These pitfalls are beside the point, however, since a national sales tax is not going to become law. No presidential candidate could be elected on a sales-tax platform, and no Congress would enact one if he were.
A candidate who ran on the national sales tax would be able to run on nothing else. He would have to spend all of his time defending the idea. Off the top of our heads, we can think of three devastating lines of attack an opponent could use in television ads. One ad could argue that getting rid of the mortgage deduction would send home prices into free fall (something that voters are going to find especially worrisome now). Another could ask why senior citizens, having paid taxes all their lives as they made income, should have to spend their retirements paying taxes on everything they use that money to buy. A third could simply ask voters if they look forward to paying a brand new tax.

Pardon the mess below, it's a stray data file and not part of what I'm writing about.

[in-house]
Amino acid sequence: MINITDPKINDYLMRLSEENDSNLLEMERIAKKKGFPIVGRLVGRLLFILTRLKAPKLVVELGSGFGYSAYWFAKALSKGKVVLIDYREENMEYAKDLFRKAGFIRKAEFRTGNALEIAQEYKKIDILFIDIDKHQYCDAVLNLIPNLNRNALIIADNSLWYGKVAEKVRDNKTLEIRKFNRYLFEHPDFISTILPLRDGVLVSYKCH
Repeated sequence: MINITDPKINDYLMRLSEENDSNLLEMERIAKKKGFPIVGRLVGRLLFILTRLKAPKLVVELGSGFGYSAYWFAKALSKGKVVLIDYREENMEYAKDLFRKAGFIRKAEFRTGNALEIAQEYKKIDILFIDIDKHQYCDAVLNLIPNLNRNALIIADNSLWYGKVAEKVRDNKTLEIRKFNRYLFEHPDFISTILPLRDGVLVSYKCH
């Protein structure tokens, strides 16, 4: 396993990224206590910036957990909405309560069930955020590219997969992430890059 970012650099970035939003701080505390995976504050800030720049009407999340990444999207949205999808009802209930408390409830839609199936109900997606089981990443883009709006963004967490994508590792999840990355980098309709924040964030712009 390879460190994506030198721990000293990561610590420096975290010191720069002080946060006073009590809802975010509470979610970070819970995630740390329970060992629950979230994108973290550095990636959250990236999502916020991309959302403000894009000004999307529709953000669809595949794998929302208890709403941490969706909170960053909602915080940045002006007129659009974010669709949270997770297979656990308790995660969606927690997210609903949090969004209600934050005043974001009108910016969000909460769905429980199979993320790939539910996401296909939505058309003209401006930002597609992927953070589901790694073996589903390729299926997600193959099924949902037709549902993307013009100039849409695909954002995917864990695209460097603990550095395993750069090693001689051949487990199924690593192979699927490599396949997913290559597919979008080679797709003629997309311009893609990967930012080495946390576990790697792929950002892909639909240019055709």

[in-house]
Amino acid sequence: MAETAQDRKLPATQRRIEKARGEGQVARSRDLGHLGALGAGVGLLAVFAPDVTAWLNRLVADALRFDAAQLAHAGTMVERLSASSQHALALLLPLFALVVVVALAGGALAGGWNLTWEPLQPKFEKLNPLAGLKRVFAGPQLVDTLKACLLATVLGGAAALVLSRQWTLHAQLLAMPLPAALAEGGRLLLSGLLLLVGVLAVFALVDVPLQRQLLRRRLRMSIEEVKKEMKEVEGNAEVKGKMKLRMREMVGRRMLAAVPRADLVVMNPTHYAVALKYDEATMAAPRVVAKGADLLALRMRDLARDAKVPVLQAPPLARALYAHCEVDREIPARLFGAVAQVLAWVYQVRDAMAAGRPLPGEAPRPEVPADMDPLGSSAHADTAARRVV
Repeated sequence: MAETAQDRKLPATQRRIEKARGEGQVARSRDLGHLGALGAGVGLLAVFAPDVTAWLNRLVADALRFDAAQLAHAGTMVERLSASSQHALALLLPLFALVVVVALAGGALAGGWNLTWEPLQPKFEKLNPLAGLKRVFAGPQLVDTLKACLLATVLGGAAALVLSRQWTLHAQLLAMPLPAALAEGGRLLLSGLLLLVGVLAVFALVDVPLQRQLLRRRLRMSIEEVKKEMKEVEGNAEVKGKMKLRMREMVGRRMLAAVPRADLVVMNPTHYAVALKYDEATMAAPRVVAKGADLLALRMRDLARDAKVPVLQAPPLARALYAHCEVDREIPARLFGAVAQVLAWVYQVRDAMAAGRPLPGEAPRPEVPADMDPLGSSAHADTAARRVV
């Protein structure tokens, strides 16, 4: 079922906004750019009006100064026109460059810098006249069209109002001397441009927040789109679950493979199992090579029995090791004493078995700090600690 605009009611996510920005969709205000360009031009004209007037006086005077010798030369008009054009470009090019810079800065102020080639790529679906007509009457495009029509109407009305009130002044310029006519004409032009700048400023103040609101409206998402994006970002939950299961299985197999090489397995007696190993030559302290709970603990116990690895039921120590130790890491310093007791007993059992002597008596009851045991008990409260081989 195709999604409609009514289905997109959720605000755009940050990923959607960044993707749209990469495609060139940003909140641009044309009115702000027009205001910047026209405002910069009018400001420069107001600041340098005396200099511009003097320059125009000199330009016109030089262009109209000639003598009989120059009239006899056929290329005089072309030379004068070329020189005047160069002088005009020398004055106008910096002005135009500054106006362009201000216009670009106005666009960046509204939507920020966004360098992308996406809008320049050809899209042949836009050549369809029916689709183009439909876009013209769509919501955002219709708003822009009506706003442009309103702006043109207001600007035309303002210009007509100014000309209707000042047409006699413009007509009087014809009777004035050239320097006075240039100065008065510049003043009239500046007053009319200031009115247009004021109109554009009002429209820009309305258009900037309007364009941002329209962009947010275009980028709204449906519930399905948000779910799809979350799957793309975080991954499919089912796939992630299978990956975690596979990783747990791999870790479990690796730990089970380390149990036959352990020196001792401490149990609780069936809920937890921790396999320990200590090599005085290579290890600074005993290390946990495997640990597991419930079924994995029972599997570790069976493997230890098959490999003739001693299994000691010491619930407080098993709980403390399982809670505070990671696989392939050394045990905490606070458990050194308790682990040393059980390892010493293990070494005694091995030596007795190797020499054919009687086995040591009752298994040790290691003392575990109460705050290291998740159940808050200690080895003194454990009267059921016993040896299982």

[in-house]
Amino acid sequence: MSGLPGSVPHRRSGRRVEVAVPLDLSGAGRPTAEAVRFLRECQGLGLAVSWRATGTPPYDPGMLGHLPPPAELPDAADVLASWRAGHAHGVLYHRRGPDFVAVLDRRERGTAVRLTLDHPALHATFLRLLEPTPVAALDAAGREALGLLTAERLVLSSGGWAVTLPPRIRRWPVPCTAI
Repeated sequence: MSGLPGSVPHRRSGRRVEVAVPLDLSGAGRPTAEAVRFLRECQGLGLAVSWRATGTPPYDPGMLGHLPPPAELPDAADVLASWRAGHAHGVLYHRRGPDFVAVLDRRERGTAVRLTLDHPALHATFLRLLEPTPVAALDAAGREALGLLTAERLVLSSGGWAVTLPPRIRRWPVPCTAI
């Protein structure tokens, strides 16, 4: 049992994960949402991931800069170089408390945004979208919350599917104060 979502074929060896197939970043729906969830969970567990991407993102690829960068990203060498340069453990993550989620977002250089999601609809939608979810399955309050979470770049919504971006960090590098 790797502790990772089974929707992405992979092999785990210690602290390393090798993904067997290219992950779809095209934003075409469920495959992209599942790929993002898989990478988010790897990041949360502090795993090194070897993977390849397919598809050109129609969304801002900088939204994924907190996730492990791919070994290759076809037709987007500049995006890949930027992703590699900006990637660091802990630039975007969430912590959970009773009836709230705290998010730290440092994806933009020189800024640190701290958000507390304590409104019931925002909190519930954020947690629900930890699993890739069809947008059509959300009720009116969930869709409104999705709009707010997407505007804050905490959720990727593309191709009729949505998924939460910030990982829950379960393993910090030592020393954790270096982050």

There are answers to each attack. But no Republican candidate, especially in the daunting environment of 2008, is going to want to have to make them. Republicans cannot win a national election without the tax issue. If they ran on the national sales tax, Republicans would be taking one of their natural strengths and making it into a liability. Which is why we expect them to say nice things about the Fair Taxers’ passion, and move on.